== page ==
What is NAV?
Net Asset Value of a mutual fund scheme is the market price or the value of its assets minus the liabilities per unit. In simple terms, NAV is the price of the fund you are invested in. For example, if you bought a fund at a NAV of Rs. 10 and the price of the fund touches Rs. 15, then it is a return of 50% over that period. However, it must be noted that your net returns will be lower due to any applicable exit loads and the Securities Transaction Tax (STT) on equity fund redemptions.
NAV is different from a stock price because stock price represents the present and future prospects of the company while in case of mutual funds, there is no question of factoring in the future. The NAV is the book value of the fund scheme that you are holding. It must also be understood that in no way is the NAV associated with the potential of the scheme.
Which Mutual Fund is better- low or high NAV?
Ideally, most people would say that mutual fund with lower NAV would work better because the lower the NAV, the larger the number of units one gets. However, does this hold true? Not really!
With a standard assumption that both the schemes belong to the same category and have identical portfolios, it would hardly make a difference whether the NAV is lower or higher. It is correct that a lower NAV will fetch you more units and a higher NAV would give you a lesser number of units in your hand, but the overall value of your investment in both the cases would be the same.
It is wrong to assume that a scheme with a NAV of Rs. 10 is cheaper than a scheme available at Rs. 50 per unit. In fact, higher NAVs suggest that the schemes have prospered well in the past or have been around for a long time. This is because the net assets of the fund would have increased due to good performance.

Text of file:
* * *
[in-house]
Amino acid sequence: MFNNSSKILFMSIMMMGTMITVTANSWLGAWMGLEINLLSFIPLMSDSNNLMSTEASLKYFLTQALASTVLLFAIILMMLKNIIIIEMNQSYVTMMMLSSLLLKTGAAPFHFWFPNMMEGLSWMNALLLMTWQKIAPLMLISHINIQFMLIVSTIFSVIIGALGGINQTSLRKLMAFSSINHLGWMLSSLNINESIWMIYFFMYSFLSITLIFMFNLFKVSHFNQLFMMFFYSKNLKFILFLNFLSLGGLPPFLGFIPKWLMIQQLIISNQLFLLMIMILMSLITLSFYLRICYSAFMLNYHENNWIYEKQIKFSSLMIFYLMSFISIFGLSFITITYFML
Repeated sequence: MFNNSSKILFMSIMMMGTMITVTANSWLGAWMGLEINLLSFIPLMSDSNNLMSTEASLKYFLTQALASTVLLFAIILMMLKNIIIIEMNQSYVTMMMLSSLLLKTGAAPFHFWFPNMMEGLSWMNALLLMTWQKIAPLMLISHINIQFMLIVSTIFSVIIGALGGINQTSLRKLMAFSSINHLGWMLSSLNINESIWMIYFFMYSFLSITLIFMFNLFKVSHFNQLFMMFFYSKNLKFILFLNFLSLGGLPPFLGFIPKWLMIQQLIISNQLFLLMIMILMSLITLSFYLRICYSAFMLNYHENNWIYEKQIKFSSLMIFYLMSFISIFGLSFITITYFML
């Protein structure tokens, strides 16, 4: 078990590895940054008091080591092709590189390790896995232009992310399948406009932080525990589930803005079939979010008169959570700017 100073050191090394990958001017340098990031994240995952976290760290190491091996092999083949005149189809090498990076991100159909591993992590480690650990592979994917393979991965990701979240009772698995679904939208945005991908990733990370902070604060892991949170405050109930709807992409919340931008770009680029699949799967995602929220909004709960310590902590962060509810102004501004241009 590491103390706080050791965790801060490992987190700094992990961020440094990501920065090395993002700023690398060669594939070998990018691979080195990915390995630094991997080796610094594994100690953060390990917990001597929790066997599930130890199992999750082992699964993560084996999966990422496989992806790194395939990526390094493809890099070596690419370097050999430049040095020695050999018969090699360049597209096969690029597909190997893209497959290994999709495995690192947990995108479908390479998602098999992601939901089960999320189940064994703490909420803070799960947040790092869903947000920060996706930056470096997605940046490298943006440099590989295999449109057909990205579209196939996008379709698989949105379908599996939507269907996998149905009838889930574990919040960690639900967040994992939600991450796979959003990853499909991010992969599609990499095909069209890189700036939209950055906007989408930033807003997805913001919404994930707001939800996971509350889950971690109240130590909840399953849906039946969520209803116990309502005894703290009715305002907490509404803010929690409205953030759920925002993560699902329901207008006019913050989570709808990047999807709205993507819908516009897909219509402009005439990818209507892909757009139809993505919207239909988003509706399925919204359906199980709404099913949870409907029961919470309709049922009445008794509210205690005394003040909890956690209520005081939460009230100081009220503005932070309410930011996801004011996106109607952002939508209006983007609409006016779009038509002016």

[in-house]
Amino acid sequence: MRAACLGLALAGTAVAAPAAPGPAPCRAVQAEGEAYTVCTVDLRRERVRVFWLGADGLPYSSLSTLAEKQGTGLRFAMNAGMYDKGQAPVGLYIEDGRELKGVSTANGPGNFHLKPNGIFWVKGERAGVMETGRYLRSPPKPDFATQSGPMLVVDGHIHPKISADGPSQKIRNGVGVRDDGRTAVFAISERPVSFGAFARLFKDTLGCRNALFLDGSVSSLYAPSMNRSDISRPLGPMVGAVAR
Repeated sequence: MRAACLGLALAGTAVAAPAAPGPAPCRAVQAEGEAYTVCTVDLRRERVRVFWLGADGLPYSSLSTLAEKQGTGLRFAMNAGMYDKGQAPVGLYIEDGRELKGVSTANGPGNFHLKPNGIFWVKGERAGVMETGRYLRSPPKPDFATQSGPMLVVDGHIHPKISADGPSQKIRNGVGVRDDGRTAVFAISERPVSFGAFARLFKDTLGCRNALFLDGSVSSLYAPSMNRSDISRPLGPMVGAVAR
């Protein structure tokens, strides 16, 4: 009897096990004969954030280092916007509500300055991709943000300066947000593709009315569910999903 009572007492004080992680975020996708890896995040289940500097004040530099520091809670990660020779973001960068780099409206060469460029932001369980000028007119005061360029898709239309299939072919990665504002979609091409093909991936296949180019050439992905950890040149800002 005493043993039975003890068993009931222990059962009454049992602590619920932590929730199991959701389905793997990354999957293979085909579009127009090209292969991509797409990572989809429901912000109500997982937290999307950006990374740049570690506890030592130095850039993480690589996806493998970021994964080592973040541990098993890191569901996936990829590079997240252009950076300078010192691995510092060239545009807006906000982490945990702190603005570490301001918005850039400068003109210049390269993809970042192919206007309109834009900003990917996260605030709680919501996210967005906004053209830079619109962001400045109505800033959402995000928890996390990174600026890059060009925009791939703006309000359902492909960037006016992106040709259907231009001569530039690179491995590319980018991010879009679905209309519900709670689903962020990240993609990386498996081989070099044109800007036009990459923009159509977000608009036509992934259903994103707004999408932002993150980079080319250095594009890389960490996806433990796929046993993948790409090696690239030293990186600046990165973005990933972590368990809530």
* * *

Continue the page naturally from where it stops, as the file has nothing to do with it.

Financial advisors believe that a higher or lower NAV is irrelevant to investors. Whether a scheme has a higher NAV or lower NAV, both would get the same returns as the appreciation or depreciation of investments of the scheme would be the same as they have identical portfolios. Hence, NAVs should majorly be ignored if the mutual fund schemes have identical portfolios because the cost of purchasing has little to do with returns. In other words, avoiding a scheme with higher NAV is silly because you are penalizing it for performing better than other schemes.
While, it surely makes sense to select the cheapest possible option, the bottom line is that your NAV level does not make much difference. Instead, what matters is the composition of the fund portfolio and how it is managed with its risks and returns. Hence, instead of the NAVs, one must compare schemes based on their past performance and portfolio composition; judge the customer service provided by the MF and the fund manager. You can also take assistance of a professional advisor if you are new to mutual funds.
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